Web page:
Although Frontier Airlines has gotten a lot of publicity in the past month for simplifying its fare structure and lowering its cheapest fares by an average of 12%, it also changed some baggage-checking fees: It now charges passengers buying its cheapest air fares $50 to carry on a bag, if the right isn't purchased until they reach the boarding gate.
Frontier's policies essentially copy those of other discount carriers such as Spirit (SAVE) and Ireland-based Ryanair (RYAAY), an earlier practitioner of unbundling of fares – which means passengers can pay only for services they truly need and want.
'Cheapest' Isn't Always Least Expensive
Despite the discount rhetoric, Frontier does not necessarily offer the cheapest fares on all routes it flies, if fees charged are factored in. On routes where it competes with Southwest, for example, Southwest (LUV) doesn’t charge passengers to change their tickets, nor does it charge them to check their first two bags; similarly, on JetBlue (JBLU) the first bag checked is also free. Purchasers of Frontier’s cheapest fares must pay $75 to change their tickets and anywhere from $20 to $75 to check from one to three bags.
The bottom line here, said Henry Harteveldt, travel-industry analyst for Atmosphere Research, is that today more than ever, ”there are no blanket answers to the question of what airline is offering the cheapest fare.
“You have to look at the total cost of the journey,” Harteveldt says, not only the base air fare but also additional fees for booking a preferred seat location, extra legroom, priority airport screening, priority boarding and checking baggage. Unfortunately, there is no one tool out there to help you analyze this.
This could change if new consumer protection rules proposed by the Department of Transportation on May 21, 2014, with a 90-day comment period, go into effect. The proposed rules include mandating that airlines and ticket agents, including internet search sites, disclose fees for the first checked bag, second checked bag, one carry-on item and advance seat assignment. Currently, airlines are required to list these fees somewhere on their websites, but they don't have to warn customers about them before they book or specify which fee applies to the itinerary the customer is considering.
Meantime, you'll need to do a fair amount of detailed research to determine which fare is the best bet for you.
Comparing Fees, Not Just Fares
Online travel agencies such as Expedia, Orbitz and Priceline, and Web sites such as Kayak and Hipmunk, which compare fare information from multiple sources, can show you fares charged by many airlines, but they generally don't include information on fares from low-cost carriers such as Southwest and Allegiant (ALGT). Nor do any sites provide extensive details on all fees charged by each airline; to get this, you must check each airline’s Web site, where all fee information is outlined at length, as required by the U.S. Department of Transportation.
An exception, says George Hobica, president of Airfarewatchdog, a Web site owned by TripAdvisor that provides low-fare lists, alerts and advice, is the TripAdvisor Flights Web site, which not only compares fares offered by airlines on the same route, but also provides details of fees they charge for baggage-checking, extra legroom and other amenities.
To figure out how to get the most bang for your buck when buying an airline ticket, Harteveldt recommends checking the Web sites of each airline you are considering. Hobica suggests registering to use Kayak – registered users get more in-depth, broader-ranging information on fare availability than those who simply use the site for a one-time search.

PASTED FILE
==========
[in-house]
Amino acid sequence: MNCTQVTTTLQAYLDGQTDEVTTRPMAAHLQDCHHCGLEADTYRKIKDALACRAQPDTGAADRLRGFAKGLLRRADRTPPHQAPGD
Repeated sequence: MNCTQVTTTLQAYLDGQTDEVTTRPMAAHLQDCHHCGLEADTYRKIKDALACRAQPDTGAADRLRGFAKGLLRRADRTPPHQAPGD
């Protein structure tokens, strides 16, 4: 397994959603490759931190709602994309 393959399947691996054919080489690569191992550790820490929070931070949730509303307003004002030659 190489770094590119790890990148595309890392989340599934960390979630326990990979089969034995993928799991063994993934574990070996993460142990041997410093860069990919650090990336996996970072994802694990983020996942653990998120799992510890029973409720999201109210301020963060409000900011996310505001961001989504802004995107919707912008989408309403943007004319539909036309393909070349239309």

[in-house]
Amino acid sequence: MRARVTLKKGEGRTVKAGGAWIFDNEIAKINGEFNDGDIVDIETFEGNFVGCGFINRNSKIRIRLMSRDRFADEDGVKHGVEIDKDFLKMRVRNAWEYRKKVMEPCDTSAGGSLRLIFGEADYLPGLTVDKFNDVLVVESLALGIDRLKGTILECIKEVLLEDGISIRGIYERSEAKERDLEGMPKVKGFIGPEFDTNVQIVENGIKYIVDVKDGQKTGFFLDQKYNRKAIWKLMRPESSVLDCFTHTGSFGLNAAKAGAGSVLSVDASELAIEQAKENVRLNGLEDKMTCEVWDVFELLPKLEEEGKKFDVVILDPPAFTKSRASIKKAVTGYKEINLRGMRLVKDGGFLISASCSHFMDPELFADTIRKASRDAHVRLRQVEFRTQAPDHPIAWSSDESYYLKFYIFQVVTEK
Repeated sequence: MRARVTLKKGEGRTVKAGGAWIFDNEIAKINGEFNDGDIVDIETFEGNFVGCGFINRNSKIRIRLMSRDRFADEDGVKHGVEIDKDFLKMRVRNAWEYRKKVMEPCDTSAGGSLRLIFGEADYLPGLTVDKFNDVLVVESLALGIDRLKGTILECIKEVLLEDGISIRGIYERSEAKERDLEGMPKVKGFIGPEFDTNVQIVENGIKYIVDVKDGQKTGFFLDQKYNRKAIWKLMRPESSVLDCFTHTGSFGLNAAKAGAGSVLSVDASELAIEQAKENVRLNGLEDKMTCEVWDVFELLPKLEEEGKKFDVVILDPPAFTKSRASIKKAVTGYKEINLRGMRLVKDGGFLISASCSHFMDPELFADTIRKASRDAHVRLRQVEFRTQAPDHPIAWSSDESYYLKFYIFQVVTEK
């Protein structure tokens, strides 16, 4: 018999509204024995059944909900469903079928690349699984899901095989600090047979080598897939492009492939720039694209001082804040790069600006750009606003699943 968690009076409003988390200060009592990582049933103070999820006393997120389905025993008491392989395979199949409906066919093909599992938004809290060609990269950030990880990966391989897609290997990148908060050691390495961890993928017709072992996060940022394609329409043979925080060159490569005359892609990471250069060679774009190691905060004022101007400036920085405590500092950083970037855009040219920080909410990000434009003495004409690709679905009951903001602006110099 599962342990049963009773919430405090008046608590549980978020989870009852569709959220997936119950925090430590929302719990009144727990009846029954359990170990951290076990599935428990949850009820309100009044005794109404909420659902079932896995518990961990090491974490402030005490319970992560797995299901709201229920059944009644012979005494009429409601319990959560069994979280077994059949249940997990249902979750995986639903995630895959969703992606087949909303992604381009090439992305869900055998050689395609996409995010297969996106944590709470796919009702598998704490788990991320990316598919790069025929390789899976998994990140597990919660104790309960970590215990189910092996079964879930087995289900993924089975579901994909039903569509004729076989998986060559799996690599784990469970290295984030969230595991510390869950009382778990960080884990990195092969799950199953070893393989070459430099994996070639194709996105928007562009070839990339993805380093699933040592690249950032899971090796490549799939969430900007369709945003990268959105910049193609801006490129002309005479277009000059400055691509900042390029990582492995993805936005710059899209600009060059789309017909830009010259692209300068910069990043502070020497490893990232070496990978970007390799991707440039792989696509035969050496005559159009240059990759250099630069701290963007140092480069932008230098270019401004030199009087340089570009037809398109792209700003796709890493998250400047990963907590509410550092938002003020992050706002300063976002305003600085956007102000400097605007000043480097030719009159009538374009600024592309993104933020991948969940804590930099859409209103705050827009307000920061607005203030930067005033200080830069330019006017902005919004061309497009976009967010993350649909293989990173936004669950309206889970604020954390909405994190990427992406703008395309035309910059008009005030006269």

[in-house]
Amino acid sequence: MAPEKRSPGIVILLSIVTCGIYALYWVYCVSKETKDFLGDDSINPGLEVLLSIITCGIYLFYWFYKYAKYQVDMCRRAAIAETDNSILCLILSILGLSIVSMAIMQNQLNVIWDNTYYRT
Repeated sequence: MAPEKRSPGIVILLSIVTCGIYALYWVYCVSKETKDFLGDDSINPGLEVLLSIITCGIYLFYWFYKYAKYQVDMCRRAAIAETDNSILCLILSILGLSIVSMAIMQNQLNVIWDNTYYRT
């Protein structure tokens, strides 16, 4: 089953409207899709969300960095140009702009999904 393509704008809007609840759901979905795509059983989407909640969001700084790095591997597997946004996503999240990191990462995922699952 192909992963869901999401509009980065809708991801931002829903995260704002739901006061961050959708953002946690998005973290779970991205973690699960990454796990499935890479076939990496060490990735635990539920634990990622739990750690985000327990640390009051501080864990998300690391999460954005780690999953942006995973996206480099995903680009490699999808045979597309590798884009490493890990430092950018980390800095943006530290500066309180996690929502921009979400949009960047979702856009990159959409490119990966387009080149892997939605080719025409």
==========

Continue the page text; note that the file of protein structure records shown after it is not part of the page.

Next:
Also bear in mind that the way to tackle a fare search – and what constitutes the best deal – can differ according to the traveler’s goals and needs.
For parents. A mother traveling with two children and three suitcases on a family vacation to Walt Disney World in Orlando should definitely research the baggage-checking fees charged by carriers she’s considering; She should also remember that Delta (DAL), for one, offers free snacks in Economy on flights under 900 miles. She also might more easily find three seats together for her family on a Delta flight than on a deeply-discounted carrier.
For last-minute getaways. Hobica recommends using Priceline, whose name-your-own pricing policy lets you submit the fare you are willing to buy, but doesn’t let you stipulate which carriers you would fly. The site “has the best last-minute fares, which you bid for. I recommend Priceline if your trip is really last-minute,” he said.
If you can be flexible. Other ways to possibly get cheaper rates, says Hobica, are to be flexible about the dates you are willing to travel and the airports you are willing to use. “There are always alternate airports that are cheaper,” he says, noting that fares into and out of Silicon Valley’s Norman Y. Mineta San José International Airport recently have been $100 cheaper roundtrip than fares to and from airports in nearby Oakland and San Francisco.
One downside of flying out of a secondary airport, says Harteveldt, is that fewer flights might be available there than at a larger, neighboring airport that could possibly provide “a more convenient journey.”
Not surprisingly, Hobica also recommends registering with Web sites such as Airfarewatchdog that will send you price alerts; others include SmarterTravel (also owned by TripAdvisor), Kayak, FareCompare , Yapta and TripAdvisor Flights. Also sign up for alerts from the airlines you patronize.
The Bottom Line
“A vacation is a significant investment. You have to take the time to do your homework to get the best value. You have to look beyond just the price – the cheapest fare may come with a terrible price to be paid,” warns Harteveldt.
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